Walking down Paquin Street following Mizzou’s Saturday victory, I passed a young woman with a huge bump on the left side of her face, streams of crimson blood mixing with brown makeup.
“Are you okay?” I asked.
“Yes, I’m fine,” she said.
“Do you want me to call for help or something?” I said.
“No, no, it’s okay,” she said.
The woman quietly moved past me and walked toward Hitt Street. I didn’t know what to think as she left. Was I supposed to do something? What could I have done? And, how did she get hurt?
I wondered, too, about the other people who ran into her on the sidewalks near East Campus. I wondered if they stopped and asked if they could help her, or if they just moved along and thought about how messed up she looked.
Often, we look at football Saturdays around the country as thousands of screaming fans wearing the identical colors of their team. We forget about portable grills burning hands, tailgate footballs jamming fingers or people tripping on their faces. Tailgating is actually a somewhat dangerous activity, if you think about it. Of course, not as dangerous as playing football. But still.
When I was a kid, Mizzou had an alumni tailgate event in humid gym with no air conditioning before a September game. Most fans were nursing water bottles and hovering near open doors and windows. Truman the Tiger tried to excite some of the fans, running around the gym throwing plastic footballs to kids and posing for photos.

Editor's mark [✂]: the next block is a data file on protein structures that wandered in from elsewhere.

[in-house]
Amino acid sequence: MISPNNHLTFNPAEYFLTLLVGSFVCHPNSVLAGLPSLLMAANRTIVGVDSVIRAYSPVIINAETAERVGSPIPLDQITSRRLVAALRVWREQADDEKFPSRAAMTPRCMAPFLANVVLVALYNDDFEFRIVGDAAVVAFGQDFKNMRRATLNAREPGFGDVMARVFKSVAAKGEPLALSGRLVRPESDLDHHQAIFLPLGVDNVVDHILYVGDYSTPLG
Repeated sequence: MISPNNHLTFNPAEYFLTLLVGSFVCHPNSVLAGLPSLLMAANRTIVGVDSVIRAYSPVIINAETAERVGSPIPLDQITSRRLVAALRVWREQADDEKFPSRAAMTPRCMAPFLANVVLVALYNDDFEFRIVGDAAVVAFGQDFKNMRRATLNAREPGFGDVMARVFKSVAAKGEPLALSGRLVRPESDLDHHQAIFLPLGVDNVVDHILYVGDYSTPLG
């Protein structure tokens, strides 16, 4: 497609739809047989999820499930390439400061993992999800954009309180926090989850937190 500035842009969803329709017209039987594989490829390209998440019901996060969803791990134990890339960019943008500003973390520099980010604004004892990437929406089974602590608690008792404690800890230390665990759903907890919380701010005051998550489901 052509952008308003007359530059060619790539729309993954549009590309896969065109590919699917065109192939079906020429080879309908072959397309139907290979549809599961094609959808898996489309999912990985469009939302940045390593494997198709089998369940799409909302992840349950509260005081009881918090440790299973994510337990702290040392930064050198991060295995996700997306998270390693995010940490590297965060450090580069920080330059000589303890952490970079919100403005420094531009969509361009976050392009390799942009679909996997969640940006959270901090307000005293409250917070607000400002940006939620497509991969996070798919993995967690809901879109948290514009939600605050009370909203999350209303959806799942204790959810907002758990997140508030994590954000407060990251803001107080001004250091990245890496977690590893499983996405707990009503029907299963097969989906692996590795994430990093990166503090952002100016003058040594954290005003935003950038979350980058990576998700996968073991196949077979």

About a half hour later, I saw Truman walk to the side of the gym, fall backyards and lay motionless. Paramedics carried the mascot out on a gurney without his Tiger head. The 6-year-old me was suddenly confronted with the uncomfortable truth that Truman wasn’t real. Now, I wonder whether how he’s doing.
I’m not advocating that we do away with tailgates. I love the practice with all my heart and some of my fondest memories at this school have been created on the black pavement with family and friends. But as we approach next Saturday, I would like to advise us all to make sure our intended receiver knows to put a drink down and catch a football. Remember: Safety first.